Peggy Ozias-Akins

Ozias-Akins named UGA Distinguished Research Professor

The University of Georgia Research Foundation named Peggy Ozias-Akins, UGA College of Agricultural and Environmental Sciences horticulture professor, a 2017 Distinguished Research Professor.

The coveted title is awarded to UGA faculty who are internationally recognized for fostering creativity in their discipline. Ozias-Akins applies advanced biotechnology and molecular biological tools, some of which she developed herself, to improve crops like peanuts.

She is an expert on apomixis, the asexual production of seeds in plants. Studied for decades, Ozias-Akins pioneered the application of forward genetics, genetic engineering and genomics to the process. Her team was among the first to localize apomixis to a chromosomal region and find the first associated plant gene. Her work lays the foundation for research into the systematic application of apomixis in plant breeding, which could have an enormous impact on agriculture worldwide.

As director of UGA’s Institute of Plant Breeding, Genetics and Genomics, Ozias-Akins works with other institute faculty to create plant varieties that are higher yielding, more disease resistant, more nutritious or have greater ornamental value.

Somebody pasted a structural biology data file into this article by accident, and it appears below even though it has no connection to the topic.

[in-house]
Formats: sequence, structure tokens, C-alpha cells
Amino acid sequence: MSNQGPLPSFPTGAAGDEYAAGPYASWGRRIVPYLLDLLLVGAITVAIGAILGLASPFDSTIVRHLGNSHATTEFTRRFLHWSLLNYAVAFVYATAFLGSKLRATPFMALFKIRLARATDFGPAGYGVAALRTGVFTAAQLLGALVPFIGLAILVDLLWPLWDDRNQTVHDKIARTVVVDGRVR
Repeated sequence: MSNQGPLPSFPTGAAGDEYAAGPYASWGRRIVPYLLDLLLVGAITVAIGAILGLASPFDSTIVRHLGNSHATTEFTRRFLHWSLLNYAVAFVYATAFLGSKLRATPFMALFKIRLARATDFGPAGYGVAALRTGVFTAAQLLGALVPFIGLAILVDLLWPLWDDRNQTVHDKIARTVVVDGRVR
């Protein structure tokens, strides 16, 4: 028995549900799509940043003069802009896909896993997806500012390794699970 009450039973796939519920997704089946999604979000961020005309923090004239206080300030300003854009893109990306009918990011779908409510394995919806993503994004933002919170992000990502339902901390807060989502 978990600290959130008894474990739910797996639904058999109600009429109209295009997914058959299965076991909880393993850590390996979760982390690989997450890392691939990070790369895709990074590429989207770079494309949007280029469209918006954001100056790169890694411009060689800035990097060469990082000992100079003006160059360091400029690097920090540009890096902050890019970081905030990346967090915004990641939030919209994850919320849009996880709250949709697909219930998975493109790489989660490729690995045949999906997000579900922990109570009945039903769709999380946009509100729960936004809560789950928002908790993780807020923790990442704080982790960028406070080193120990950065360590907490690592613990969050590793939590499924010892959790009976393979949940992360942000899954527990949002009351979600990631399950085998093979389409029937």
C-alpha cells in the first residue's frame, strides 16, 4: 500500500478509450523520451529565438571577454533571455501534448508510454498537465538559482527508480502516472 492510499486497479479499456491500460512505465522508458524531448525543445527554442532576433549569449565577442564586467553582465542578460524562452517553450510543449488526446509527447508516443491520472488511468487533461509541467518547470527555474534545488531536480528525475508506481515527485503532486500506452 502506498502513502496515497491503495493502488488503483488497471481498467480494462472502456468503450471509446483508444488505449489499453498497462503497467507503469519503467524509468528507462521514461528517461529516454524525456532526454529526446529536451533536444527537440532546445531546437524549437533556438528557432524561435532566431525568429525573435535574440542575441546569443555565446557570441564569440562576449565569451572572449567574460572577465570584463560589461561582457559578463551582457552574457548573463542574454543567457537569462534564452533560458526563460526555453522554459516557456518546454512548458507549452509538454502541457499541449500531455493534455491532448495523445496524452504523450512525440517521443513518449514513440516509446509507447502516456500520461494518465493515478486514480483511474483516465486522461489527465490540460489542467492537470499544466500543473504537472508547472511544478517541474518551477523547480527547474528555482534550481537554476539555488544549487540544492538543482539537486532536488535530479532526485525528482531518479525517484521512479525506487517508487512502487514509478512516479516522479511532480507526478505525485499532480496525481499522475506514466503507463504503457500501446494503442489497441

Working with the federally funded Peanut and Mycotoxin Innovation Lab at UGA, Ozias-Akins and her colleagues search for genetic markers that indicate resistance to aflatoxin, a cancer-causing chemical produced by molds that grow in soil, which could impact the peanut industry. She also co-chairs the Peanut Genome Consortium, an extension of the International Peanut Genome Initiative. As a member of the initiative, she helped to sequence the commercial peanut, which will jump-start breeders’ ability to identify genes or forms of genes for specific traits, like disease resistance.

“The peanut is … a fascinating crop. It flowers above ground while it fruits below,” she said. “Growing peanuts, there are a lot of challenges from both foliar and soilborne pathogens.”

Her research at UGA has helped create peanut lines that are resistant to fungal contamination and produce fewer allergens. She has introduced several genes into peanuts, including one that reduces the allergens.

“Some of the proteins in peanuts can cause severe reactions in humans. We were able to knock down the production and, in some cases, almost eliminate those proteins,” she said. “Unfortunately, no companies want to push a genetically modified peanut because it takes a lot of money and years to get regulatory approval.”

A native of Tifton, Georgia, Ozias-Akins joined the UGA Tifton campus faculty in 1986.

By Sharon Dowdy Cruse


The University of Georgia Research Foundation named Peggy Ozias-Akins, UGA College of Agricultural and Environmental Sciences horticulture professor, a 2017 Distinguished Research Professor.